SHANGHAI (AdAge.com) -- An April sales promotion involving coupons downloaded from China's largest e-commerce site has left KFC scrambling to recover from a PR fiasco after consumers tried to redeem versions of the coupon copied by other sites.
Chinese Consumers Protest KFC Promotion Fiasco
The Yum Brands division, China's largest fast food chain with more than 2,000 outlets, planned to distribute coupons for three different menu items. Each offered a 50% discount, and could be downloaded on KFC's online store on Taobao.com at 10 a.m., 2 p.m. and 4 p.m. last week.
The coupons were half-price offers for chicken nuggets, certain chicken burgers and the Family Big Box, representing savings of up to $4.70.
KFC's food is considered inexpensive by most Western consumers, but in developing markets such as China, KFC is relatively pricey for all but affluent consumers. Even so, the chain's chicken-centric menu caters to the palates of Chinese consumers, making it one of the country's most beloved and successful restaurant brands -- until now.
Confusion leads to property damage
The trouble started when news of the discounts circulated around the internet. Coupons were republished on other sites, where they were downloaded and redeemed at restaurants, far surpassing the volume anticipated by KFC.
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Store employees began refusing the coupons, claiming they were illegally produced from unauthorized sites -- but the explanations provided to consumers by confused staffers varied from store to store, exacerbating an already tense situation.
Consumers reacted angrily, and in some cases violently, and police rushed to some restaurants to maintain order.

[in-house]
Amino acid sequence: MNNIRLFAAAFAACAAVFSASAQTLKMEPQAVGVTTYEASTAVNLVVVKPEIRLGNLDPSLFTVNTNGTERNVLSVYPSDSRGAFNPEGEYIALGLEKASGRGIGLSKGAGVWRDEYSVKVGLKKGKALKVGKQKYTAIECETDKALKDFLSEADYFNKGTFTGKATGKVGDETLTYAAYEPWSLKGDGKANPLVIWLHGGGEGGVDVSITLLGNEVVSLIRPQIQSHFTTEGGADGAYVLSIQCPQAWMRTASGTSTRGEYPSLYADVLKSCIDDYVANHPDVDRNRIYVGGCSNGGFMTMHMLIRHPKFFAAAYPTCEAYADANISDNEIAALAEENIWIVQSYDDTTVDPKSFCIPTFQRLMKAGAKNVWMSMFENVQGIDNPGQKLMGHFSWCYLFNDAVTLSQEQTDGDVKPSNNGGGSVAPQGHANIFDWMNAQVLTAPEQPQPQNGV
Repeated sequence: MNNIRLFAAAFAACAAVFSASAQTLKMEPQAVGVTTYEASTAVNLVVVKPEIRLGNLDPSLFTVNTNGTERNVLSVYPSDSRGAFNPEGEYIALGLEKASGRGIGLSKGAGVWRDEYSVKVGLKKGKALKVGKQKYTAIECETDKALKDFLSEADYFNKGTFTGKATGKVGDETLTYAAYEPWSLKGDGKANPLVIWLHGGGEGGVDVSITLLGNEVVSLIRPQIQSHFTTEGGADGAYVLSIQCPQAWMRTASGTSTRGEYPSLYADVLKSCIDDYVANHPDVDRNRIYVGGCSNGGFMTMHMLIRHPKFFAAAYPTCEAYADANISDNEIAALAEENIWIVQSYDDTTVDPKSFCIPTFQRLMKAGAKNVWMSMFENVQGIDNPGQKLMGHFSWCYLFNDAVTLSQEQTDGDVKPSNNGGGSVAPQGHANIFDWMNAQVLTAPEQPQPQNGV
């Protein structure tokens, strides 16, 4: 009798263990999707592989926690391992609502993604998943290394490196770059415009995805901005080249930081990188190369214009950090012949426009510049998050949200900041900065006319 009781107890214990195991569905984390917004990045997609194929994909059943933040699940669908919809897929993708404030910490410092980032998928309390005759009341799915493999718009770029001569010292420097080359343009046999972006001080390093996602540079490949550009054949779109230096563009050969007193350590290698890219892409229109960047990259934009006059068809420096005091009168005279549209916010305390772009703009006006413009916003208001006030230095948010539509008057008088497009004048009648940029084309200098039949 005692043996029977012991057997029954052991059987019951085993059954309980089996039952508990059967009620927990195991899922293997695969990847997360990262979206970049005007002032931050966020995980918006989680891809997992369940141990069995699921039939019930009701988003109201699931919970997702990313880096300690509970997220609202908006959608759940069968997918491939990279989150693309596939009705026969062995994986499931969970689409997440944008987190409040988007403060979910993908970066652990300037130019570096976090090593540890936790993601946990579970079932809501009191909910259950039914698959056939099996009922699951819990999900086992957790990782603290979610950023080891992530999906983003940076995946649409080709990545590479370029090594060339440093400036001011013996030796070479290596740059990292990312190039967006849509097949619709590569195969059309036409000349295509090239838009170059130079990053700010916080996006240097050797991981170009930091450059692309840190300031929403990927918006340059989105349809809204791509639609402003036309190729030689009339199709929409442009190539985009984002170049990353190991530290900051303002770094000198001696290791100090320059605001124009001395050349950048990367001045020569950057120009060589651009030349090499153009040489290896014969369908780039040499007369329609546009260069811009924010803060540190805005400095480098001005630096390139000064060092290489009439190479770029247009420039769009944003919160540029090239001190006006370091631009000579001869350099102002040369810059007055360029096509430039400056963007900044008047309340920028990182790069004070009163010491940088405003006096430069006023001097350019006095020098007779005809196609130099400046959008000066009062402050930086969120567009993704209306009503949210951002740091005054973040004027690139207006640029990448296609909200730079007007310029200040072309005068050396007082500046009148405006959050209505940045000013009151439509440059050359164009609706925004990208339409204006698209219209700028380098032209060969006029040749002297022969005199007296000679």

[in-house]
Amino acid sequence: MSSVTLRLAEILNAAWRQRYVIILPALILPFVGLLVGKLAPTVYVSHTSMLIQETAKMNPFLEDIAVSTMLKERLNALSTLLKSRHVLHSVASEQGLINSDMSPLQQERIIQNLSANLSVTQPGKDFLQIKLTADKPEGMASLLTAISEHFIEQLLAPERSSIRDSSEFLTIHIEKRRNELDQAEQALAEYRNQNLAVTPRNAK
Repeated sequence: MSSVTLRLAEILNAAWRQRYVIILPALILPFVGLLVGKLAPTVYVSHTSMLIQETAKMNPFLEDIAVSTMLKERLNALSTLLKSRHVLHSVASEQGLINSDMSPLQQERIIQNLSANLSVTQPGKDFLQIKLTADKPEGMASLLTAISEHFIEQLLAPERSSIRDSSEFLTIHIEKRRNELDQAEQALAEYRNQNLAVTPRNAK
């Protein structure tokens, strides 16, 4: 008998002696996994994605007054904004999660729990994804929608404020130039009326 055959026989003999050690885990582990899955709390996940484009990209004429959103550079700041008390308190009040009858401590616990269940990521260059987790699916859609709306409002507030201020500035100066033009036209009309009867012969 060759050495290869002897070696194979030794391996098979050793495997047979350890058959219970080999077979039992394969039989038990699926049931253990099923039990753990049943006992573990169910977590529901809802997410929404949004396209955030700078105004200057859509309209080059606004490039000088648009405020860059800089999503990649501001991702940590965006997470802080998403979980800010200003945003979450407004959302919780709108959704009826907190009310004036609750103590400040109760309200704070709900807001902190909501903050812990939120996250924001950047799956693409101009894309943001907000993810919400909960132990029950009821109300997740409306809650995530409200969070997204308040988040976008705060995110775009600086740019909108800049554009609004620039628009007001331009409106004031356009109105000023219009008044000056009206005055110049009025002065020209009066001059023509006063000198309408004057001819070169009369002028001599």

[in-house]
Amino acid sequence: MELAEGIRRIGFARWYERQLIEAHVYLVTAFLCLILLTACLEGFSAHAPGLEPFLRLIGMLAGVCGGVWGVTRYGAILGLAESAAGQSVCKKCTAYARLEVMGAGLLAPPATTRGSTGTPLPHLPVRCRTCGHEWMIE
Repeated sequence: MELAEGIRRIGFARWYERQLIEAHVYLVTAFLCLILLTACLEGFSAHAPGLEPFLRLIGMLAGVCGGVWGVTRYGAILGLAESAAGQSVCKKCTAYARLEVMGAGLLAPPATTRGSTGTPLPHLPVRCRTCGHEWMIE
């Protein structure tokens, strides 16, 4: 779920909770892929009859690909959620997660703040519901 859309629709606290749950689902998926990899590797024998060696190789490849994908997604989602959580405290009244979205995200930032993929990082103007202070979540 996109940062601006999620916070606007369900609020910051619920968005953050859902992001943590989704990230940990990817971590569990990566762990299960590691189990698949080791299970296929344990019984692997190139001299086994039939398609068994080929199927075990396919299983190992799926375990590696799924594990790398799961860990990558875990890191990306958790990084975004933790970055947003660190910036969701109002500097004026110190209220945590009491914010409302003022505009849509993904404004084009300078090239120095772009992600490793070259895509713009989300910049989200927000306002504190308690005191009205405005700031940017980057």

The Global Times, a Chinese state-owned newspaper, reported that customers stormed the KFC at the China World Tower in Beijing, "flipping chairs and tables and refusing to leave after their coupons were denied, the branch's manager said."
In an apparent attempt to humiliate KFC, China Daily, another state-run paper, wrote that about 30 customers whose coupons were rejected at a KFC store on Wujiang road in Shanghai last week sat at tables waiting for an explanation while a McDonald's delivery boy was called in with their lunch.
Yum Brands could not be reached for comment, but the company issued this statement: "KFC has reported the case to local police, and we'll cooperate with the investigation. KFC is sorry for the disturbance. If consumers insist that their coupons are from official sources, they are required to show evidence."
But the widespread complaints and protests have damaged more than KFC property. The outcry over the failure to honor the coupons has also hurt the brand's relationship with thousands of outraged consumers. The most vocal complaints were posted on blogs and social-media sites in Shanghai, Nanjing, Chengdu, Guangzhou and Beijing.
Agencies that work with KFC on other projects denied being involved in the coupon fiasco.
McDonald's Corp., meanwhile, is not celebrating KFC's problems. The Chinese government ordered the U.S. chain, which has about 1,100 outlets in China, to cease promotion of its own coupon program to avoid a repeat of the disturbances affecting KFC.
Realizing that Chinese consumers don't associate chicken items with McDonald's menu, the burger chain was running a McWings promotion created by Tribal DDB in Shanghai. It allowed consumers to redeem coupons for chicken wings at rival chains for discounted McWings at McDonald's.
Other advertisers hurt by online protests
Other multinational marketers have found their brands on the firing line of Chinese internet users for a wide range of reasons including safety issues, nationalist fervor and claims of false advertising.
Procter & Gamble Co. made headlines in 2005 when the company agreed to pay a $24,000 fine assessed by a watchdog bureau in China's Jiangxi Province. The fine stemmed from an ongoing lawsuit filed by a female customer, Lu Ping, who claimed P&G's ultra-pricey SK-II anti-aging De-Wrinkle Essence failed to live up to advertised claims.
And public pressure by bloggers forced Starbucks to closing its outlet in Beijing's Forbidden City in 2007.
"Brands should be aware that an internet-based promotion, especially for offers which have a low entry barrier with high value, can have a huge impact," said Sam Flemming, chairman of CIC, a Chinese social media analytics firm in Shanghai. At this point, KFC should just bite the bullet and offer a similar, better-executed and managed deal in compensation to restore their credibility."